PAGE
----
Tuesday, January 29, 2013

An issue with the miracles

We finally watched 17 Miracles last week. I had not seen it before, though I certainly had heard some of the stories told in the film.

I enjoyed the movie as it reinforced for me the faith and devotion of the saints of the Willie handcart company. But I was troubled by it, too.

The movie’s protagonist is Levi Savage, a widower who became a sub-captain in the handcart company en route home from a 3-year mission to Siam. Levi is portrayed as faithful and strong, just the kind of man you’d like leading your company. He is also the one who recommended that the saint not leave for the west because of the lateness of the season.

His public opposition, portrayed as being sought by Captain Willie, was then repudiated by Willie, as well.

I don’t take issue with Savage’s opposition to leaving, nor with Willie’s encouragement to go. I presume each man operated out of his conviction. But the film does not give me that foundation. By the time this incident occurs in the film, we like Savage. We’ve seen his service in the Mormon Battalion, his loss of his wife, his mission call to Siam and his reluctant acceptance of the role as sub-captain. We like him. We trust him. We want him to lead us on a handcart trek.

We don’t know Willie at all. We only know he’s called Savage and Savage accepted. And we hear him denounce Savage publicly. We see nothing of Willie’s spiritual commitment, only his slavish obedience to his orders to deliver the company.

Later in the film, Savage is publicly reprimanded in another meeting by a visiting authority. Savage instantly recants his opposition and submits, once again, to the authority at hand. (And just in case we miss it, an end note among the credits reminds us again how wonderful it is that Levi Savage submitted after this public calling out.) As a viewer of the film (and knowing the outcome of the story), it’s very easy for me to side with Savage and assume Willie and the visiting authority are wrong and, even worse, uninspired. We watch members of the company suffer and die; those who do not die bear significant physical and emotional burdens. Yes, miracles occur, but at what cost?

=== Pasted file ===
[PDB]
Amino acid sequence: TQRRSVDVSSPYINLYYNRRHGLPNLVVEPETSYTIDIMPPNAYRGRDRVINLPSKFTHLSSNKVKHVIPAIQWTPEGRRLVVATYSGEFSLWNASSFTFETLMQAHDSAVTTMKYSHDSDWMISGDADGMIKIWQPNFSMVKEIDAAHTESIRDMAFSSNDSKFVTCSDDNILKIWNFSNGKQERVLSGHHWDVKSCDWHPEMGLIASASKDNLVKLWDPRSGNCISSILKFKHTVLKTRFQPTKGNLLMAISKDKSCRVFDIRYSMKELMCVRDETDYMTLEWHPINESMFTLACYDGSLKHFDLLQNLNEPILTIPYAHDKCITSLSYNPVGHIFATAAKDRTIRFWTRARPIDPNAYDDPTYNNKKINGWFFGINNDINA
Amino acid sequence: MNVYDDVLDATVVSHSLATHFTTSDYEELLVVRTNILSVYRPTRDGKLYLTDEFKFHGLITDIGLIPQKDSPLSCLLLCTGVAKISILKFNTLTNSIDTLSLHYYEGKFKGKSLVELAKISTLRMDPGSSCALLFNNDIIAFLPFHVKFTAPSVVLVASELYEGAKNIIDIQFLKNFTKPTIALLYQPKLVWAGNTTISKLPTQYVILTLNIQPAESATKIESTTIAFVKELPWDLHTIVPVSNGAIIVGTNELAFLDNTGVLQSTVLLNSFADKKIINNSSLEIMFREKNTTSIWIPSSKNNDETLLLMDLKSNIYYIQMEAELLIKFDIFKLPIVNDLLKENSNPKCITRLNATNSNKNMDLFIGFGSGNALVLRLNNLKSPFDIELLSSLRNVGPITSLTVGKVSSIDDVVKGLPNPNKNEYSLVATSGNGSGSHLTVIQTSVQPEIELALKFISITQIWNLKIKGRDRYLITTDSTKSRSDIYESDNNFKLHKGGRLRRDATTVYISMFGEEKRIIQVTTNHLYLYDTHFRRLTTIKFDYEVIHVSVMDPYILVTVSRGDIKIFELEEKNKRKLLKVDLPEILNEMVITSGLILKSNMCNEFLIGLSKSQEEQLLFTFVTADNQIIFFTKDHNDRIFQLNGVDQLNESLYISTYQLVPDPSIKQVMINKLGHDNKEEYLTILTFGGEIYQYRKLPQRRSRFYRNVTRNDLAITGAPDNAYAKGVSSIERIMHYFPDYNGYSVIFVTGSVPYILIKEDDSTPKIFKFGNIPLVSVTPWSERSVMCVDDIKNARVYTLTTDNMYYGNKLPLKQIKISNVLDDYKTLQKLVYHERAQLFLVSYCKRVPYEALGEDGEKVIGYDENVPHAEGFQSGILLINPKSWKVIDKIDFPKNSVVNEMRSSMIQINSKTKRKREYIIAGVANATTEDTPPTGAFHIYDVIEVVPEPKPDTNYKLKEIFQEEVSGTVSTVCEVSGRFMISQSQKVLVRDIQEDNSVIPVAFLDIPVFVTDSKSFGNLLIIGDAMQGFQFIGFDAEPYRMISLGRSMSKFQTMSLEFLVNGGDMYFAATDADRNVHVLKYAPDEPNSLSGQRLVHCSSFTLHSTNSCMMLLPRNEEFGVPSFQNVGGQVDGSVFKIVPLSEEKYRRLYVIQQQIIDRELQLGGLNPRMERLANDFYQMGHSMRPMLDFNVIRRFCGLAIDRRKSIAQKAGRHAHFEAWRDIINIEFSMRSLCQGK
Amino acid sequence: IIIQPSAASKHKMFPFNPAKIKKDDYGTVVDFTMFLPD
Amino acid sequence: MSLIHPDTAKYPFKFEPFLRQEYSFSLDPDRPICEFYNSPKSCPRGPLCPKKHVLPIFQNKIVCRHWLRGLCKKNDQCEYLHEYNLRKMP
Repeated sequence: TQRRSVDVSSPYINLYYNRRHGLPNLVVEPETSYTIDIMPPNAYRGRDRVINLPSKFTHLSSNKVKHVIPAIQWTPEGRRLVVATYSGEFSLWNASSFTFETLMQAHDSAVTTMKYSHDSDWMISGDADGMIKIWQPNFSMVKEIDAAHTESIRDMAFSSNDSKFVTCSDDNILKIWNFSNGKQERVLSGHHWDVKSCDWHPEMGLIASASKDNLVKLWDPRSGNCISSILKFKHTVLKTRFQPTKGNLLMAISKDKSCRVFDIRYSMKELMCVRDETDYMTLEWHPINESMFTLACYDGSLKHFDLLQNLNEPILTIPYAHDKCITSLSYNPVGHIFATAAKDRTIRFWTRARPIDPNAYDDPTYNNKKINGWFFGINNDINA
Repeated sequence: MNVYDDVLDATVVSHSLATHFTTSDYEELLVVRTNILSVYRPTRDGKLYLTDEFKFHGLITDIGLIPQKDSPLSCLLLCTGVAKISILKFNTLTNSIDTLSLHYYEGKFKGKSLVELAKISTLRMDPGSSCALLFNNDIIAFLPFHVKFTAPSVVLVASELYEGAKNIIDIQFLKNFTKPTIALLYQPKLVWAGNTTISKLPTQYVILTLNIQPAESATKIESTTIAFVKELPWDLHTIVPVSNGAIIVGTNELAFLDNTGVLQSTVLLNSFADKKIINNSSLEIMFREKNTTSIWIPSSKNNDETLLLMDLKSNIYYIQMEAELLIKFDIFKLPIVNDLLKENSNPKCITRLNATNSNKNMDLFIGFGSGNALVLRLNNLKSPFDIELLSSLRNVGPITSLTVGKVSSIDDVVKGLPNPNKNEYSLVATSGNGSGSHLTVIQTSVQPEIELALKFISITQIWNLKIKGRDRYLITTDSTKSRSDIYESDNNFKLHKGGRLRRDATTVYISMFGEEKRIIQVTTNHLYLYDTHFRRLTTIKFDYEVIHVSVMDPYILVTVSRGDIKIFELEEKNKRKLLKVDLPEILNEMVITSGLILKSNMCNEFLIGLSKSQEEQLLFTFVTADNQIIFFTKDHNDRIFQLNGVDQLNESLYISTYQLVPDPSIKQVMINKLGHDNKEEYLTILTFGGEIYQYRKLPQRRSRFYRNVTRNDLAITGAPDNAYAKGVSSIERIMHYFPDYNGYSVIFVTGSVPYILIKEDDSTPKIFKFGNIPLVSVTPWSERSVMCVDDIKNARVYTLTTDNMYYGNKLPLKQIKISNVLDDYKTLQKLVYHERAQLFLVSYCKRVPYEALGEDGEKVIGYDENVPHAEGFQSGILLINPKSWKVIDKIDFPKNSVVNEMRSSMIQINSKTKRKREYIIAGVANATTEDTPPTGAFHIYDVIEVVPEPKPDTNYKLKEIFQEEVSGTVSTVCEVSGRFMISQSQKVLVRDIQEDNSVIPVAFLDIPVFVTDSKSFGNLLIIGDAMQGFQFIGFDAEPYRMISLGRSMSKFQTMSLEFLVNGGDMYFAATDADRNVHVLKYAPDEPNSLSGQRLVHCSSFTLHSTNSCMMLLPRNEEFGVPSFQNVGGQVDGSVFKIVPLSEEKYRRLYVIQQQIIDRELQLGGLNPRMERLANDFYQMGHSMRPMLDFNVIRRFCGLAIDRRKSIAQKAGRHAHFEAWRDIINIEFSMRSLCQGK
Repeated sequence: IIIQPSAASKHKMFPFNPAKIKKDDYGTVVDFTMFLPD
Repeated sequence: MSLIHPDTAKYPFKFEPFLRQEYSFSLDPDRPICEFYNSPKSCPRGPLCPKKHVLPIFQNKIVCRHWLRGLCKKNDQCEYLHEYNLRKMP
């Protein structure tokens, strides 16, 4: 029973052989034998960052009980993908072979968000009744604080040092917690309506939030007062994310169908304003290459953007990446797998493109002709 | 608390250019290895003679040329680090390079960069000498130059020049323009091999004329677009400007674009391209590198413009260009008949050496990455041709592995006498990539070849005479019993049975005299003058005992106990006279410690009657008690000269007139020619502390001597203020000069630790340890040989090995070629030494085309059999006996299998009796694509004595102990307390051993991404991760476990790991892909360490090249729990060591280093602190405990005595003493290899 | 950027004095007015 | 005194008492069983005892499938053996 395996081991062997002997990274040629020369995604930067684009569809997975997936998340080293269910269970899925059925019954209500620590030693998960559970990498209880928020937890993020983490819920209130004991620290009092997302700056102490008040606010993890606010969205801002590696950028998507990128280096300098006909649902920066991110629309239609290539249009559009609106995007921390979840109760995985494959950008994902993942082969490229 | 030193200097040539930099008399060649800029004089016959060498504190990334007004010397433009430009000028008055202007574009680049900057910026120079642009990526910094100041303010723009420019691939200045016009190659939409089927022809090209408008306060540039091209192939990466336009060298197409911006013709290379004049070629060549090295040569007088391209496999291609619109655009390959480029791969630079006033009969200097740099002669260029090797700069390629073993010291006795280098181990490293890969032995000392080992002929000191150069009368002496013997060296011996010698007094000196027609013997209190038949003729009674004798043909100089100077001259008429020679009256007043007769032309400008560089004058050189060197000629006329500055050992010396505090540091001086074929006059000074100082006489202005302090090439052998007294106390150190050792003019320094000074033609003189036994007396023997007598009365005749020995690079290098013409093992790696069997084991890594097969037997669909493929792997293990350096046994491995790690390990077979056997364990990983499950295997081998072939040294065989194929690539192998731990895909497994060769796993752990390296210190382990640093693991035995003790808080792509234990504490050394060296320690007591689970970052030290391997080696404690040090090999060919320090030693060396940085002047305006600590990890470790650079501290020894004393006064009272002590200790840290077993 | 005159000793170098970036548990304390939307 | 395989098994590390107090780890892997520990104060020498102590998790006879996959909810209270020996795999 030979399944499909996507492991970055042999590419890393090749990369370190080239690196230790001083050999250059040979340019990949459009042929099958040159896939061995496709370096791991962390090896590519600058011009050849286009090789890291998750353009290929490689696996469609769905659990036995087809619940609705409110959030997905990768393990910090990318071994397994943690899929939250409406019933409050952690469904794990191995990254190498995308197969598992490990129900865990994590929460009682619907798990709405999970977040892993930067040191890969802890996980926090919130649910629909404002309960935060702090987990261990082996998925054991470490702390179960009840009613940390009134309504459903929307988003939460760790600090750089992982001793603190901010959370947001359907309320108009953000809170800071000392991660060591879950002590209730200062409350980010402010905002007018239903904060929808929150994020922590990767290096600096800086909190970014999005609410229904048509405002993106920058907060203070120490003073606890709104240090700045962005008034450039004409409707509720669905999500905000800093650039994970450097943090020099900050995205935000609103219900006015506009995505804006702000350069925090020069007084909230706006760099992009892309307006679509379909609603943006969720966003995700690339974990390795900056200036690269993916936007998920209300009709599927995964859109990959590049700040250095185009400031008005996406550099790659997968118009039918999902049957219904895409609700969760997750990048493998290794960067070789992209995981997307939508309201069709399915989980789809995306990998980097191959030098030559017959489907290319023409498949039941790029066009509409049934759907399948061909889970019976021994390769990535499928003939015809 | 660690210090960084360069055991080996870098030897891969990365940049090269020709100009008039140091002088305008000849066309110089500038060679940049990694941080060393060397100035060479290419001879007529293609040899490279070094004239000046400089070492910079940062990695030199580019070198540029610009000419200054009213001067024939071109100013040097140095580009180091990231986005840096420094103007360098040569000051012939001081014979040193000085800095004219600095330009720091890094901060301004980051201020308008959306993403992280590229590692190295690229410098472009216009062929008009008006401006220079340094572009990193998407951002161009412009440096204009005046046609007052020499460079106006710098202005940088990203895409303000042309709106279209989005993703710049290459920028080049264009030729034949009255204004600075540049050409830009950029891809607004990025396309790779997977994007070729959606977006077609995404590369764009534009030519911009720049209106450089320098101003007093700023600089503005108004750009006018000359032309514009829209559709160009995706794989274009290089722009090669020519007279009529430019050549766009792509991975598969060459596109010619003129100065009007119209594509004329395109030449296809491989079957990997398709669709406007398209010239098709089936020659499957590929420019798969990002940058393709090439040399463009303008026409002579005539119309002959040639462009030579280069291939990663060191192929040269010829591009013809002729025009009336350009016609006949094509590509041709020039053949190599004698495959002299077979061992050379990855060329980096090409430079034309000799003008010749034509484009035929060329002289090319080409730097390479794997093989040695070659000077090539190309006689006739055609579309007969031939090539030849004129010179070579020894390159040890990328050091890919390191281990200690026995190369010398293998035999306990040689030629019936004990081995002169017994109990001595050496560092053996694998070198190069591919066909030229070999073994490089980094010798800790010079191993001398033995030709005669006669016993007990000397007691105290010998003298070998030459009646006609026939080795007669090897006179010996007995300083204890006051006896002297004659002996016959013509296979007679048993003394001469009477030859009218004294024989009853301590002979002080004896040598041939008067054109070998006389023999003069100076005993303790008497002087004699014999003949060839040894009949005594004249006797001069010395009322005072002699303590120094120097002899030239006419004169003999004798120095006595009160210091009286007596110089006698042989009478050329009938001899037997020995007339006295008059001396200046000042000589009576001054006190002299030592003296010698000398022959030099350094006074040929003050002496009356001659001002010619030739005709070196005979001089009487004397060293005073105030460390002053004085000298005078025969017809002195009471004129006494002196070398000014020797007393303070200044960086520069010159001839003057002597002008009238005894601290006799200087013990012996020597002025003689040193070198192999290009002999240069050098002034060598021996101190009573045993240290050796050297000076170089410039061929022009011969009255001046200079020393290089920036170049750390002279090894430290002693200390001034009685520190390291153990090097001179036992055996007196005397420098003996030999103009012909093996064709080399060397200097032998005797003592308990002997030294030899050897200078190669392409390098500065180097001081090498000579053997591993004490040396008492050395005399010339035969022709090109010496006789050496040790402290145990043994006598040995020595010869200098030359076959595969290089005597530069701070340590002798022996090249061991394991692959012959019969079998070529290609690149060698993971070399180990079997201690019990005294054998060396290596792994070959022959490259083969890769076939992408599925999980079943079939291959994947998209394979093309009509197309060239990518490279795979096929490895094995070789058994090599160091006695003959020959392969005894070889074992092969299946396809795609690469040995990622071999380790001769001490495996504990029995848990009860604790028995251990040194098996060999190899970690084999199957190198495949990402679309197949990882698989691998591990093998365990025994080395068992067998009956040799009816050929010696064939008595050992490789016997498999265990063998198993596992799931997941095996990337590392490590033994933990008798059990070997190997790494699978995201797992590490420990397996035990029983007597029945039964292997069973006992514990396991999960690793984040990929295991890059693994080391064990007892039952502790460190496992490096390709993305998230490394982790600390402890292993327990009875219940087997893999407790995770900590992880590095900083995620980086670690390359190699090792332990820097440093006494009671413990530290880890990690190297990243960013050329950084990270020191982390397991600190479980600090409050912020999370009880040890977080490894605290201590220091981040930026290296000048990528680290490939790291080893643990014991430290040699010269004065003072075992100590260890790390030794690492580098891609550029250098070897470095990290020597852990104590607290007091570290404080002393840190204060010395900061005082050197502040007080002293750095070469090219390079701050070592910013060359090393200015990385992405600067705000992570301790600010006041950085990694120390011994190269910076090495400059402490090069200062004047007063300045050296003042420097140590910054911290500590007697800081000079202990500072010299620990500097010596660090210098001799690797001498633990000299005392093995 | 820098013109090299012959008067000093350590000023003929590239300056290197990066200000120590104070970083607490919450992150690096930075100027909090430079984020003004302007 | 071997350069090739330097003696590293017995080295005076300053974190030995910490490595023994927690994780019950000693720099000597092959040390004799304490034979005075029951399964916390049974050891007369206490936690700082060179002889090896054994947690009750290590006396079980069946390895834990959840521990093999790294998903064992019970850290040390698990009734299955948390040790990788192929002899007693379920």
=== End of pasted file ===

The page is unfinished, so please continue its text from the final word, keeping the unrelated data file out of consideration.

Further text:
I suspect life was more complicated, and I wish I had seen more of it in the film. I suspect Willie’s conviction was real, and I would have liked to have seen more of his own spiritual struggle.

I have never faced physical trials like those of the handcart companies, thank Heavens! But I have faced trials and the ambivalence that accompanies them. I have found myself having to choose between seemingly impossible alternatives. I have sought divine guidance and sometimes received it quickly and other times not. I have been questioned by doubters.

Life is complicated. And I applaud the film for showing some of the complexity that Levi Savage had to live with. But I would have preferred to see Willie’s complexity, as well.

I do not quibble about the miracles (though I could not count them). I acknowledge that miracles occur (though my teenage son watching with me did not; he kept looking for coincidences). And they still occur in my life and in the life of those I love (even if they do not see them).

I also know that most church leaders I know, especially those at the retail level in wards and branches, devote a great effort to seeking and understanding the Lord’s will. They may get it wrong sometimes, but they are trying to do the best they can with what they have. My role is to follow them as best I can, and, more importantly, to love them as best I can – that is, to love them with that Christlike love that is charity, a love that motivates me to see the best in them and to do what I can to lighten their load, to share their vision and to follow their lead.

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